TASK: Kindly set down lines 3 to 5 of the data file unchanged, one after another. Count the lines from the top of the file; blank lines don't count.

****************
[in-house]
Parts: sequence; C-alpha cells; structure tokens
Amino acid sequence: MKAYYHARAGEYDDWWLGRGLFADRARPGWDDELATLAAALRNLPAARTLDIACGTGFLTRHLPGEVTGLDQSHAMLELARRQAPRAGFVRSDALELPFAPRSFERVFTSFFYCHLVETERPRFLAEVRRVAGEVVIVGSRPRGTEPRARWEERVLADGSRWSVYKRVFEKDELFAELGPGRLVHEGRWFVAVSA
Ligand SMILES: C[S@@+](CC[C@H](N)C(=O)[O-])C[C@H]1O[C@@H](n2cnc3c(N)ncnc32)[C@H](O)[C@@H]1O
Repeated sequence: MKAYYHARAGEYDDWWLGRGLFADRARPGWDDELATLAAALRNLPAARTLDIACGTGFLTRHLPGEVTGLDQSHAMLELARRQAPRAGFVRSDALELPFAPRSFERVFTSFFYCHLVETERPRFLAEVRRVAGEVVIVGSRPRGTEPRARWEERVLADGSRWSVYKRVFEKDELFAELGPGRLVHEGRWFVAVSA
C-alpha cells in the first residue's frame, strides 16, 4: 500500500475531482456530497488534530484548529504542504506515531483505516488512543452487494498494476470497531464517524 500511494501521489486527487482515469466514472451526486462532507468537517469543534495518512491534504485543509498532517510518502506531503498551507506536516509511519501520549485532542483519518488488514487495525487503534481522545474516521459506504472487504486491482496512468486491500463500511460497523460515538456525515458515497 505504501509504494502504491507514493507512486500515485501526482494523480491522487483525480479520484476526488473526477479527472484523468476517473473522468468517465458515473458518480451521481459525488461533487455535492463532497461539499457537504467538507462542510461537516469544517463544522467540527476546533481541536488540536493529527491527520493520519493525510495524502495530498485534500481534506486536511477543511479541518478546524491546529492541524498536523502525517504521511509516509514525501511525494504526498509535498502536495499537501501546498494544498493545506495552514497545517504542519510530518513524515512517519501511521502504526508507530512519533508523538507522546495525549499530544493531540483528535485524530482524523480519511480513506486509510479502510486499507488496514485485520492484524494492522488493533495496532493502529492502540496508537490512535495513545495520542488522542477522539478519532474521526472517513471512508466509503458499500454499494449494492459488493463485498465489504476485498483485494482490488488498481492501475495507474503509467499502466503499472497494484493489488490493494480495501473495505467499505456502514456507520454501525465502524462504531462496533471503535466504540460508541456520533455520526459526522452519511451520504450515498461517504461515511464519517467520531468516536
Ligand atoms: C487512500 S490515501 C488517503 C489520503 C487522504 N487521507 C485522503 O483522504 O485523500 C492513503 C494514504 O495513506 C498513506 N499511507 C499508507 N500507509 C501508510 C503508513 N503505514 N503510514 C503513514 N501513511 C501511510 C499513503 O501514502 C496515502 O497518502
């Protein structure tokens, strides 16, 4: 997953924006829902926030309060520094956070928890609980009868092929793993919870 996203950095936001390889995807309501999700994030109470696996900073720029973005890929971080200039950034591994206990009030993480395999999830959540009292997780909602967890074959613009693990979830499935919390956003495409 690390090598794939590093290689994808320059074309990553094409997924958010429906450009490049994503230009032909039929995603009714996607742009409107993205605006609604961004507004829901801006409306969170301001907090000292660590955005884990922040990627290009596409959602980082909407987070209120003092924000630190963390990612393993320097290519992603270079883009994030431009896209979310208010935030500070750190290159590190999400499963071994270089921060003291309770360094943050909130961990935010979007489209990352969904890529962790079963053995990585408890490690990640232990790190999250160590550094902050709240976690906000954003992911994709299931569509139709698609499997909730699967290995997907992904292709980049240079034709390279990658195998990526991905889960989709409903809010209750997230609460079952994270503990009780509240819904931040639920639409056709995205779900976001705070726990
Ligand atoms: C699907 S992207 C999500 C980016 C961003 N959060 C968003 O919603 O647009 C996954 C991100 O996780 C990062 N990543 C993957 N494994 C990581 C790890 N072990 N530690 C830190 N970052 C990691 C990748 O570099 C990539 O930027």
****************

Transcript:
Amino acid sequence: MKAYYHARAGEYDDWWLGRGLFADRARPGWDDELATLAAALRNLPAARTLDIACGTGFLTRHLPGEVTGLDQSHAMLELARRQAPRAGFVRSDALELPFAPRSFERVFTSFFYCHLVETERPRFLAEVRRVAGEVVIVGSRPRGTEPRARWEERVLADGSRWSVYKRVFEKDELFAELGPGRLVHEGRWFVAVSA
Ligand SMILES: C[S@@+](CC[C@H](N)C(=O)[O-])C[C@H]1O[C@@H](n2cnc3c(N)ncnc32)[C@H](O)[C@@H]1O
Repeated sequence: MKAYYHARAGEYDDWWLGRGLFADRARPGWDDELATLAAALRNLPAARTLDIACGTGFLTRHLPGEVTGLDQSHAMLELARRQAPRAGFVRSDALELPFAPRSFERVFTSFFYCHLVETERPRFLAEVRRVAGEVVIVGSRPRGTEPRARWEERVLADGSRWSVYKRVFEKDELFAELGPGRLVHEGRWFVAVSA